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Over the past few years, podcasting has enjoyed a resurgence in popularity. With renewed enthusiasm in the commercial and “do-it-yourself” segments of the medium, the art of the podcast is quickly evolving. As the content has gotten better and better, the standards for sound quality, sound design, and music have also taken a quantum leap. In my time co-producing and engineering the B&H Photography Podcast, I’ve picked up some useful knowledge that’s helped me create better-sounding podcasts. In the paragraphs below, we’re going to explore some tips and techniques.
If you’ve already started podcasting, then you’ve probably already felt the wrath of the dreaded vocal plosive, whether you know it by name or not. A plosive sound is an unwanted, low-frequency “pop” that occurs most often by a speaker vocalizing the letters “p” or “b.” While there are ways to eliminate these unwanted annoyances in post processing, it’s obviously best to avoid recording them in the first place. Unless you’re using a broadcast microphone with a built-in windscreen, such as the Shure SM7B, Electro-voice RE20, or RØDE Procaster, it would behoove you to invest in a pop filter to help catch plosives before they’re recorded. If a windscreen or pop filter doesn’t seem to be eliminating the problem entirely, it’s also a good idea to experiment with the angle of the microphone capsule relative to the sound source. Moving the mic slightly off-axis from the speaker's mouth can further reduce vocal pops, and help you to record cleaner audio.
We’ve all heard audio that’s tiring on the ears. While there are many factors that can contribute to harshness in a recording, a common cause of harsh vocals is an excessive presence of sibilant consonant sounds, such as “ess” or “shh.” You won’t run into this problem with every speaker that you record, but when you do get someone in the studio who speaks with overly accentuated sibilance, you’ll often find that it’s a chronic condition that requires specific treatment in post processing. Most often occurring in the 4-9 kHz range, sibilant sounds are pesky, but usually can be tamed with a mixing plug-in called a de-esser. Most DAWs come with a decent stock de-esser, which can be instantiated in your vocal chain to temporarily reduce the level of high-frequency content in the signal when a sibilant sound is present. I like to apply de-essing after compression in the chain. While compressors are handy for leveling out the dynamics of a vocal performance, they also tend to accentuate sibilance; thus de-essing is generally better suited to come afterward.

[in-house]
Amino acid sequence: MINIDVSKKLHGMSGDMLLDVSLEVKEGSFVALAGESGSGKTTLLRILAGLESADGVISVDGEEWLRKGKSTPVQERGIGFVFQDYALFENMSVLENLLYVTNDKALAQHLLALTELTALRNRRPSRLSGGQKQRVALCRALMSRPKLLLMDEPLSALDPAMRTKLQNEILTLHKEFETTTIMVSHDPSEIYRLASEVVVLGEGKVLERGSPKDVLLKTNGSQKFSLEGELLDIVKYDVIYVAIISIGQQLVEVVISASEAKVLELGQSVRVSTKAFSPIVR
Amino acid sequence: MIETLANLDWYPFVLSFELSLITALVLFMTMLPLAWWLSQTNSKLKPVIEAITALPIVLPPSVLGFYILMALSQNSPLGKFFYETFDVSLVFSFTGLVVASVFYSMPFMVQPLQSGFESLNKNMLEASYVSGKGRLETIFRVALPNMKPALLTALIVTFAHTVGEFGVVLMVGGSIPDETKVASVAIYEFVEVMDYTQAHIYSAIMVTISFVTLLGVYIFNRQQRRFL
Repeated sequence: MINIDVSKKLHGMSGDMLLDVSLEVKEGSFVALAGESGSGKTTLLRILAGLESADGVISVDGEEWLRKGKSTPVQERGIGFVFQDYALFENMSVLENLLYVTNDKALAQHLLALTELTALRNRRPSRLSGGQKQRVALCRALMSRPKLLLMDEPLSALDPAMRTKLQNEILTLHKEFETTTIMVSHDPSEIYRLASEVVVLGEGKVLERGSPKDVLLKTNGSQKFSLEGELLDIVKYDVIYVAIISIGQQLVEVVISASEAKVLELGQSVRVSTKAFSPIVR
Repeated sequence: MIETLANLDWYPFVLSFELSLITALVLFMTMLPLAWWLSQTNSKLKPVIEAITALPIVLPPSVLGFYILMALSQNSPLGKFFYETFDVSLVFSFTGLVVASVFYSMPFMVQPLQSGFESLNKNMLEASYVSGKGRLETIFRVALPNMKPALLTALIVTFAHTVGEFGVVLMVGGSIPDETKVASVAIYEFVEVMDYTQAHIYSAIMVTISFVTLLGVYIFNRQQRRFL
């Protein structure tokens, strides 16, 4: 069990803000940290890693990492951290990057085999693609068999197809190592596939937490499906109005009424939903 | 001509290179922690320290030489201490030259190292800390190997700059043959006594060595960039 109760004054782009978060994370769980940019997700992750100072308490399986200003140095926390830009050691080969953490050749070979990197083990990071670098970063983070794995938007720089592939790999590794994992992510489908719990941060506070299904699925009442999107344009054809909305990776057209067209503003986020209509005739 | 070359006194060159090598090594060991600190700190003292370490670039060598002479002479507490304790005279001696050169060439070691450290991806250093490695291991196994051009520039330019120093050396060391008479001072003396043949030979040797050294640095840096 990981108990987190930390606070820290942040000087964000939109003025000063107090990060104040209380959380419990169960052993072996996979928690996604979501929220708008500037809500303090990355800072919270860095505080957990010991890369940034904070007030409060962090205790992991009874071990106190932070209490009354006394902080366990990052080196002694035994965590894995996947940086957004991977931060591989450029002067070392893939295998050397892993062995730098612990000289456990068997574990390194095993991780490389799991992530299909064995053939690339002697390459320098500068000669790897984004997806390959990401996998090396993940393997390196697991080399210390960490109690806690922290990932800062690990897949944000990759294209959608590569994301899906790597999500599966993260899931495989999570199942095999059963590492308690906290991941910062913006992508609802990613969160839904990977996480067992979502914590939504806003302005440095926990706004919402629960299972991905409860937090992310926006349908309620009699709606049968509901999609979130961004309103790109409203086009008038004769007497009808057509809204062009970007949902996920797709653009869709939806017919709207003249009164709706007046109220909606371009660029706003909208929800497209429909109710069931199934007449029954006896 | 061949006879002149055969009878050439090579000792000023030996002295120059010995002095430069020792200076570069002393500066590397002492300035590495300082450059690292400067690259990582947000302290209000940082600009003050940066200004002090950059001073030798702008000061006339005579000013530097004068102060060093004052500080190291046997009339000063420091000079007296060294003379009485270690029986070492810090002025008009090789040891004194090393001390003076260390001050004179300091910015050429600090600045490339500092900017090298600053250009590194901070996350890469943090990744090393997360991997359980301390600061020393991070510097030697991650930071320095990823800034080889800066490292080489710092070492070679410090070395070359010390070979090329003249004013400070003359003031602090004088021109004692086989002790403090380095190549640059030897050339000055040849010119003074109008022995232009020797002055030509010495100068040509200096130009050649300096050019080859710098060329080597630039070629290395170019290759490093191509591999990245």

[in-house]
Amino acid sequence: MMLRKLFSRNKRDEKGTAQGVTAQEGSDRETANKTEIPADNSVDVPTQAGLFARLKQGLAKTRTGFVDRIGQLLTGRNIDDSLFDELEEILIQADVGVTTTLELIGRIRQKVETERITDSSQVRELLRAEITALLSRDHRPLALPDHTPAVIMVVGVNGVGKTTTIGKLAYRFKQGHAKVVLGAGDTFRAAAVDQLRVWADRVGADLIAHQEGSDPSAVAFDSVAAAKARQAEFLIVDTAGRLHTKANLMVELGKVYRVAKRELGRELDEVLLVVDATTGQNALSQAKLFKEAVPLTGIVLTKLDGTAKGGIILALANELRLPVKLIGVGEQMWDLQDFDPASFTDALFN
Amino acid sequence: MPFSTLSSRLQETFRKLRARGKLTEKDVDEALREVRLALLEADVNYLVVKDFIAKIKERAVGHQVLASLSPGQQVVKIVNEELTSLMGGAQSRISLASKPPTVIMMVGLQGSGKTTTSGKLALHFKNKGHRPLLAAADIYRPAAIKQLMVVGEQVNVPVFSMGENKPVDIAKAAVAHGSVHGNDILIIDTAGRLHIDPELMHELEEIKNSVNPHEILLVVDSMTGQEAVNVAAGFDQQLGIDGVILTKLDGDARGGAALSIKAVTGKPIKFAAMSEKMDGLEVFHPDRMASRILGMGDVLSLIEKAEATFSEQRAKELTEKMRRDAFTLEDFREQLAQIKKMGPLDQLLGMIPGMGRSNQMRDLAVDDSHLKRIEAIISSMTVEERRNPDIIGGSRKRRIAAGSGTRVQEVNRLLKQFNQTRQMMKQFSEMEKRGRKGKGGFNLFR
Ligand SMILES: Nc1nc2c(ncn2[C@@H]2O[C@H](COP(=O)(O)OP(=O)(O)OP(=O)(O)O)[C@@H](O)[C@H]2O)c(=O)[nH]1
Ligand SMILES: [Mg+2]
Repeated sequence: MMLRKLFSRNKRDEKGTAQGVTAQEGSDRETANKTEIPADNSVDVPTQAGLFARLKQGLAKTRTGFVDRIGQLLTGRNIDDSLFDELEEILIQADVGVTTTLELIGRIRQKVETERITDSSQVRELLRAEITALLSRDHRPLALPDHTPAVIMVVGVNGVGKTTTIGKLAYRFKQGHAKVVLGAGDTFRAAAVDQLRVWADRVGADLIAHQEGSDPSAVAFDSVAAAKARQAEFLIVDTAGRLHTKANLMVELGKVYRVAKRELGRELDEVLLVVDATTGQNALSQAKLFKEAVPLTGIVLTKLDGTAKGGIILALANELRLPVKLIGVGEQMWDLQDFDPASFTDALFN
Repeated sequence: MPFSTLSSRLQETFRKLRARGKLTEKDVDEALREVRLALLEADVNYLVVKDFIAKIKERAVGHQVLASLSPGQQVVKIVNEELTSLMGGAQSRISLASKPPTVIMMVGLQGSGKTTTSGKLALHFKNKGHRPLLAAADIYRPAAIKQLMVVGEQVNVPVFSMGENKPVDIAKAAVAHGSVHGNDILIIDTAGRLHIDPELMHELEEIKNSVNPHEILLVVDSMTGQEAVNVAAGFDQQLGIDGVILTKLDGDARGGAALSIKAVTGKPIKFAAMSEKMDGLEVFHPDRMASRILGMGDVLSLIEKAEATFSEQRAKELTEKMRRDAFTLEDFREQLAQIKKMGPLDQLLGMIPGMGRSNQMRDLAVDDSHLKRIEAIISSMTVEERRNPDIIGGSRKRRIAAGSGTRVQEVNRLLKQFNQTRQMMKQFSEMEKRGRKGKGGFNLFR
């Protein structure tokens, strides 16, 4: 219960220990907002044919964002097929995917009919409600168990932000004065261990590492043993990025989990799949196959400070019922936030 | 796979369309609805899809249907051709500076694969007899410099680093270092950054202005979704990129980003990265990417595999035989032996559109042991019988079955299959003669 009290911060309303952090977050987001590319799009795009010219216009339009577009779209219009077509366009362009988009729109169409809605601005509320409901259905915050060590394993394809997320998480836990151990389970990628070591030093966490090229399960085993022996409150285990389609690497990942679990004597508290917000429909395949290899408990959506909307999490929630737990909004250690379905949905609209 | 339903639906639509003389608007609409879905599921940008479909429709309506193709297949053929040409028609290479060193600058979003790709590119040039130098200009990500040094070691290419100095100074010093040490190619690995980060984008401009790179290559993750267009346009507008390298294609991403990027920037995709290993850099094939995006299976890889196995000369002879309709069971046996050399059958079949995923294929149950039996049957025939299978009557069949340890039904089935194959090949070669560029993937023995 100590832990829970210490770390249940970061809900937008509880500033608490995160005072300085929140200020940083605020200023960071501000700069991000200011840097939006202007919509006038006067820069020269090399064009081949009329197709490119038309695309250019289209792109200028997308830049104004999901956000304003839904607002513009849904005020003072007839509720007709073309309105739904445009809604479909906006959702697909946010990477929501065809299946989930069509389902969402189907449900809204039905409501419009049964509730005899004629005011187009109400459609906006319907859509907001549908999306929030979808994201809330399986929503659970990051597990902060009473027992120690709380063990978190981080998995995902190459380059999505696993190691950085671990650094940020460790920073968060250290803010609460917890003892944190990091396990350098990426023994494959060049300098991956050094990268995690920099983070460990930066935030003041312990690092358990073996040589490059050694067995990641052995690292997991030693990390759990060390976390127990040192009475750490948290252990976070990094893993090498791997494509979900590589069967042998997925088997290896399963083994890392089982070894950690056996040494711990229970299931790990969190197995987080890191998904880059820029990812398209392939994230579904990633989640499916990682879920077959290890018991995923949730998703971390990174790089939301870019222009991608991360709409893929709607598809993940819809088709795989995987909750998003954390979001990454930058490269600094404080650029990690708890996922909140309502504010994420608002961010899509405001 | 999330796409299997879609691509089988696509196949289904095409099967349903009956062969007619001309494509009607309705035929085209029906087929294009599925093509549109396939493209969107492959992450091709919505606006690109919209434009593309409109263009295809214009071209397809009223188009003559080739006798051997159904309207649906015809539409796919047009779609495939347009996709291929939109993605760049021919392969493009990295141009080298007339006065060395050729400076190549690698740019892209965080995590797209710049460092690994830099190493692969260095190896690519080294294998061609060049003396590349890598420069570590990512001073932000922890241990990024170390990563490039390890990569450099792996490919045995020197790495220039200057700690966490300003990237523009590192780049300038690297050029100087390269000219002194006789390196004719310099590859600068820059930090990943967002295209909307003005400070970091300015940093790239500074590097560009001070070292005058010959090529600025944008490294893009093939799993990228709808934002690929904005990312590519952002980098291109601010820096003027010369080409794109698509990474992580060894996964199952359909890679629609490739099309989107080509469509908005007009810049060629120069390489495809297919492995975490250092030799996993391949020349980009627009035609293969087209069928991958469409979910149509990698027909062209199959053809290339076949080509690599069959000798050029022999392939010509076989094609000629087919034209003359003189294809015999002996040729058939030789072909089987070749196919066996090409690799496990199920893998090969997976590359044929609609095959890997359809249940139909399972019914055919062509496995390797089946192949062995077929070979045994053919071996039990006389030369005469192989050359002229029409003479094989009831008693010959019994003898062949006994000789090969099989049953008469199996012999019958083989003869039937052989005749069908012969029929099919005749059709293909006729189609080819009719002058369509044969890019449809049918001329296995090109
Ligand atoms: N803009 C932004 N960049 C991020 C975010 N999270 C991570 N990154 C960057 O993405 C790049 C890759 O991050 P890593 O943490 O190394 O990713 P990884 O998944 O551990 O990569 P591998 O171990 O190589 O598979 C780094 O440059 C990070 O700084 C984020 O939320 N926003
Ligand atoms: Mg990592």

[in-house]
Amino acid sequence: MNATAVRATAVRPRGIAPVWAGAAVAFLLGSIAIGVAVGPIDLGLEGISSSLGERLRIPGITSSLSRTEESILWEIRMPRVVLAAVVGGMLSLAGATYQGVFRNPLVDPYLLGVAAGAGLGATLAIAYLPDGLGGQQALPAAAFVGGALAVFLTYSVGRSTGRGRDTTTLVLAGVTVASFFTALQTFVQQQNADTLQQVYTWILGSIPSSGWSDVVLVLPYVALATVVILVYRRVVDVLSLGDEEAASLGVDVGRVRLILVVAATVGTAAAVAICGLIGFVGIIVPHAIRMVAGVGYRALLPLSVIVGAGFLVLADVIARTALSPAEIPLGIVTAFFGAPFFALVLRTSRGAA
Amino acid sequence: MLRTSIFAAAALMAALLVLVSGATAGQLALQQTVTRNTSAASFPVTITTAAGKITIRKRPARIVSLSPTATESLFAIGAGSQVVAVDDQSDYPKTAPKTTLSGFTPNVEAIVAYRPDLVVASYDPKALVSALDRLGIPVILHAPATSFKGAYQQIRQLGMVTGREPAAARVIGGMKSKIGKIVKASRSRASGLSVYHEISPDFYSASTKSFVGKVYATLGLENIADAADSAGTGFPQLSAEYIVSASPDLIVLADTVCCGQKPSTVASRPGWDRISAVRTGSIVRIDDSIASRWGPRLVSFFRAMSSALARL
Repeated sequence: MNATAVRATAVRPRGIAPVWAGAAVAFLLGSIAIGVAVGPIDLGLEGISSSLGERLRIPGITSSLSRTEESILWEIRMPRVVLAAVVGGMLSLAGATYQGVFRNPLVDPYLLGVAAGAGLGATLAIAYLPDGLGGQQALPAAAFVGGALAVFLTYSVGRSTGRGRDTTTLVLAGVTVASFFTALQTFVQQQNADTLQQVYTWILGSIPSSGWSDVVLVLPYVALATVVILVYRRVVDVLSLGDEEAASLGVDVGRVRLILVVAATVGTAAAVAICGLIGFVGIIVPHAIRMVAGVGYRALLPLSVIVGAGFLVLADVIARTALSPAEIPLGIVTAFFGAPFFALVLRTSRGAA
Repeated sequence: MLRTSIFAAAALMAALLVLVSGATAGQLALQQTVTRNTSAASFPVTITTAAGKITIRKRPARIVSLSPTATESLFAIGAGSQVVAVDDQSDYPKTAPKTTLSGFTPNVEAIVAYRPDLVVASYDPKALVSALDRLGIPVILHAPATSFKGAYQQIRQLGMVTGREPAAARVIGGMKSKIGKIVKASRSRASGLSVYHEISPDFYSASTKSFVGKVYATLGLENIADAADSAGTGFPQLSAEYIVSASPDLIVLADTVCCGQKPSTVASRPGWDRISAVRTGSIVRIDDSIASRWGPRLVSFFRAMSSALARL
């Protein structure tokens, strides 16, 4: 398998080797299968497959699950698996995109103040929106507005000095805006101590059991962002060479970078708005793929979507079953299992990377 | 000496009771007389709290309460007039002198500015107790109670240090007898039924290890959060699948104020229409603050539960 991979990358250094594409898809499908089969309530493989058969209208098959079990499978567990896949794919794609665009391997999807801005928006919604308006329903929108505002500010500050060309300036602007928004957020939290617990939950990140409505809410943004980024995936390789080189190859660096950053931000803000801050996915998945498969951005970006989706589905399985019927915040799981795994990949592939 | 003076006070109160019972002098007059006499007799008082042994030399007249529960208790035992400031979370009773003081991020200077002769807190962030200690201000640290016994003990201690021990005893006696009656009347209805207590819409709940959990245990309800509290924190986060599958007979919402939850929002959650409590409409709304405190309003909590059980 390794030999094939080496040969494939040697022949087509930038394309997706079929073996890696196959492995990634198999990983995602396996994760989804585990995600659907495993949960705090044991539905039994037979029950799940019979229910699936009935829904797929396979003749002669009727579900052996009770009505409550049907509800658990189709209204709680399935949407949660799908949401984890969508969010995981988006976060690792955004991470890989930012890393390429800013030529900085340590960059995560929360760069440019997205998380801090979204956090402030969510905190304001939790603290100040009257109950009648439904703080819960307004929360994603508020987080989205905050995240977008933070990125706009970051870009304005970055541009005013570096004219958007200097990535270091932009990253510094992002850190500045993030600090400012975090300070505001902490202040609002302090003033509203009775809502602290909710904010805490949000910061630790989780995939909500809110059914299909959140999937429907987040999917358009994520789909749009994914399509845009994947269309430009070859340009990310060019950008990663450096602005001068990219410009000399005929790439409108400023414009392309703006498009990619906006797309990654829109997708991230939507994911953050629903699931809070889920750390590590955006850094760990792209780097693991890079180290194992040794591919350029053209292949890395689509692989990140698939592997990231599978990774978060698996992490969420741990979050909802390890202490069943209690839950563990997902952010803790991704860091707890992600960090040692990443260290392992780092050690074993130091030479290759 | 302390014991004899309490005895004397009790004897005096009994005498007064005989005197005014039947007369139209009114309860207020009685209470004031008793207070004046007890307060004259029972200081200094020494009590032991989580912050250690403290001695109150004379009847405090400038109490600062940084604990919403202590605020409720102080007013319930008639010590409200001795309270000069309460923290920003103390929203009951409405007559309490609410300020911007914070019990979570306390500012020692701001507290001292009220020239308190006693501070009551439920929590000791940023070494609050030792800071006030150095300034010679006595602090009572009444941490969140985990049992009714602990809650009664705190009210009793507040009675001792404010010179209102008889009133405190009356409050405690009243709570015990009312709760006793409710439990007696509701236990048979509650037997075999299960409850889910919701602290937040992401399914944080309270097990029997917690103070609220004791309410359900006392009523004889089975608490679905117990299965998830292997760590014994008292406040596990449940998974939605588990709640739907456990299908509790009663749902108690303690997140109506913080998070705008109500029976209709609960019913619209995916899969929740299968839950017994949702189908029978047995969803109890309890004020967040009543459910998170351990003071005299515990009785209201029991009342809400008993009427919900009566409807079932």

Editing your show can make a huge difference in your audiences’ listening experience. While a super-tight edit of the content itself may or may not serve the format of your show in particular, segmenting, or editing the arrangement of the dialog to some degree may be beneficial. In any case, annoying “ums” and “ahhs” that serve no real purpose are usually best eliminated, as they slow the pace and can be unflattering for the guests and/or host. When editing the B&H Photography Podcast, we generally go for tight segments, making sure that the subject matter stays on topic and is arranged concisely. We aren’t afraid to move pieces of dialog around to improve the organization and dynamics of the conversation. This can be quite time consuming. A great way to speed up the process of editing podcasts, or any post production dialog for that matter, is to learn your DAW’s keyboard shortcuts.